Toyota Aims High: Set to Revolutionize China & Europe with 200,000 Hydrogen-Powered Cars

Toyota Shifts Focus to Hydrogen-Powered Vehicles in Europe and China, Aiming to Sell 200,000 Units by 2030

Toyota has announced its plans to focus on the rollout of hydrogen-powered vehicles in Europe and China, with the aim of selling 200,000 units by 2030. This shift in strategy comes after the company revealed its plans to commercialize its revolutionary solid-state battery by 2027. Toyota is determined to become a world leader in battery EV energy consumption and recently unveiled its breakthrough in solid-state battery technology. However, the company’s latest plan to sell hydrogen fuel-cell vehicles outside of its home market is another significant development. Toyota has long placed a big bet on hydrogen fuel cells as an alternative to fossil fuels, but sales of its hydrogen-powered vehicles have not been as successful as anticipated. Since the launch of its fuel-cell Mirai in 2014, Toyota has sold less than 22,000 hydrogen cars. In 2022, the company sold just over 3,900 fuel cell vehicles, which is insignificant compared to its global sales of 9.5 million vehicles. The expensive cost of hydrogen and the lack of infrastructure, particularly hydrogen fueling stations, have been major obstacles. To address these challenges and reduce the costs of fuel-cell vehicles, Toyota will focus on the European and Chinese markets, where hydrogen demand and production are higher than in Japan. By increasing sales volume, the company aims to cut costs by almost half. Europe and the US have plans to supply 25 million tons of hydrogen annually by the end of the decade, while China aims to produce 40 million tons and Japan targets 3 million tons by 2030. Hydrogen fuel cells are considered better for longer-range, heavy-use vehicles due to their higher energy density. Toyota predicts that the global market for fuel cells will increase 15 times from 2020 levels to $35 billion by 2030, with other market estimates projecting even higher figures. To further expand the application of fuel cell technology, Toyota has established a dedicated hydrogen-focused division called the Hydrogen Factory, which currently employs more than 1,300 staff. The company aims to forge more partnerships in hydrogen technology, such as its recent deal with Daimler Truck Holding to merge their truck businesses. Other automakers, including Honda Motor, also have plans to sell tens of thousands of hydrogen-powered vehicles. Honda aims to achieve annual sales of 60,000 fuel cell vehicles in collaboration with General Motors by 2030. While Toyota’s decades-old knowledge in developing fuel cell technology gives it an advantage, it recognizes the potential of China as a major player in hydrogen-powered vehicles. Despite the challenges, Toyota remains confident in its ability to achieve its sales target of 200,000 hydrogen-powered vehicles, with Chief Technology Officer Hiroki Nakajima stating, “This may be a strange way of putting it, but 200,000 is not a big number… We believe this number and more can be achieved.”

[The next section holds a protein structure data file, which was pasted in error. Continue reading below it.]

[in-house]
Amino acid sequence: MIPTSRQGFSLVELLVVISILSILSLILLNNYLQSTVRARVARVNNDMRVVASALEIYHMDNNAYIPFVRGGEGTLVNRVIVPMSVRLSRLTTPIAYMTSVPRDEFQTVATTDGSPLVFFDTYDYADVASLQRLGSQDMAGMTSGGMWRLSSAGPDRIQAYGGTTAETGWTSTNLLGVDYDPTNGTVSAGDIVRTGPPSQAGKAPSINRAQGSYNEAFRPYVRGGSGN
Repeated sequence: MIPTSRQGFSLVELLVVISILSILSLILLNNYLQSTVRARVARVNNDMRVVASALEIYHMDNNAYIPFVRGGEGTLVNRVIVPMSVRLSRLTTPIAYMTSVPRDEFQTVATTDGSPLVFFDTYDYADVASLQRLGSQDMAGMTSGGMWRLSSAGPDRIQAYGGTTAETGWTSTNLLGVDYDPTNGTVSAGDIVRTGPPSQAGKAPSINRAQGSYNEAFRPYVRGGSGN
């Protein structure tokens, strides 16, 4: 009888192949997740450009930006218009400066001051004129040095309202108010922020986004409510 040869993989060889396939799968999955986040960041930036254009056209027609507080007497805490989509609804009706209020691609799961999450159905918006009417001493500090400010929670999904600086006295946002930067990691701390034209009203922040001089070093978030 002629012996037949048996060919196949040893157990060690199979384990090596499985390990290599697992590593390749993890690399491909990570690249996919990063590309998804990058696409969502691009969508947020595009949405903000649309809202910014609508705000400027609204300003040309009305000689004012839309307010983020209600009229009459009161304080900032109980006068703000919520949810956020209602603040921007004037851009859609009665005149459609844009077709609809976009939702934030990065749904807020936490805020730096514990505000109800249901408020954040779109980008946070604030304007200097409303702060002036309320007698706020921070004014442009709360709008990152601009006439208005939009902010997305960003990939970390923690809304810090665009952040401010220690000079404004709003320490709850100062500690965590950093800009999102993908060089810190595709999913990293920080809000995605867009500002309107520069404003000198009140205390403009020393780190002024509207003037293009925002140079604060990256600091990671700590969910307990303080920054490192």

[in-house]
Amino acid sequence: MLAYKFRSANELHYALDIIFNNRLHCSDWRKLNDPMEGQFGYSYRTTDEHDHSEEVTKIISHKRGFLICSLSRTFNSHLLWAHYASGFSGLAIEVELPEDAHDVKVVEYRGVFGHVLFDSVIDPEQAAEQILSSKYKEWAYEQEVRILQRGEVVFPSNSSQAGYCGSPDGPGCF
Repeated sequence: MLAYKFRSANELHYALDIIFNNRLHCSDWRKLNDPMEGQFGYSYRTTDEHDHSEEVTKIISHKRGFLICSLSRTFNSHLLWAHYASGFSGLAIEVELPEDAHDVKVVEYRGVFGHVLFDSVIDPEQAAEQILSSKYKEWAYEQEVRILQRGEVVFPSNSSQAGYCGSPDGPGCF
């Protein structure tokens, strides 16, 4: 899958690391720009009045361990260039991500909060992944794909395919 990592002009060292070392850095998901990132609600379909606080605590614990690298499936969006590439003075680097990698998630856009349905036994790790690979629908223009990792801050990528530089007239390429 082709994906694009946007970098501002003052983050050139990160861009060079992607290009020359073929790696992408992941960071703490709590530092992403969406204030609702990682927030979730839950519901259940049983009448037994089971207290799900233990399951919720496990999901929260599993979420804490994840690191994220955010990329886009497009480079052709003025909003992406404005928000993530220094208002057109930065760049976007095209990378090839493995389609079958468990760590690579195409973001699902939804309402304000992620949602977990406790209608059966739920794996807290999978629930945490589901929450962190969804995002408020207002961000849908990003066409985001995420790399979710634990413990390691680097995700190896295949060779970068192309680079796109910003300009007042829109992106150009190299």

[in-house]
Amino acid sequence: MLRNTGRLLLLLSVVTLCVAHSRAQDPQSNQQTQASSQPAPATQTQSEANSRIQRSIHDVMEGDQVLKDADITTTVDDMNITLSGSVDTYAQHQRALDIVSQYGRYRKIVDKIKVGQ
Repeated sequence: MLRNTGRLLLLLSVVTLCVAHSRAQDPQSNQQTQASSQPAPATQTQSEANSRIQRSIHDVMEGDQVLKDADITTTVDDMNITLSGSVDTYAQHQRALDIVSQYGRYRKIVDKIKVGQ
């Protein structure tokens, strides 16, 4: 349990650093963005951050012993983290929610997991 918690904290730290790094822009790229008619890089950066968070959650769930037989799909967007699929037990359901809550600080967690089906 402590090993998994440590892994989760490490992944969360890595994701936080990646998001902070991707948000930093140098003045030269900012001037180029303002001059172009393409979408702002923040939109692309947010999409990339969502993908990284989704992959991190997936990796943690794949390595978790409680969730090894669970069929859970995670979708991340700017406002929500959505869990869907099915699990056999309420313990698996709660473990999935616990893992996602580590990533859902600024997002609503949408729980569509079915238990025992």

Matt Lyons

Matt Lyons

Matt Lyons is the founder of Forestry & Carbon. Matt has over 25 years as a forestry consultant and is invoilved in numerous carbon credit offset projects.

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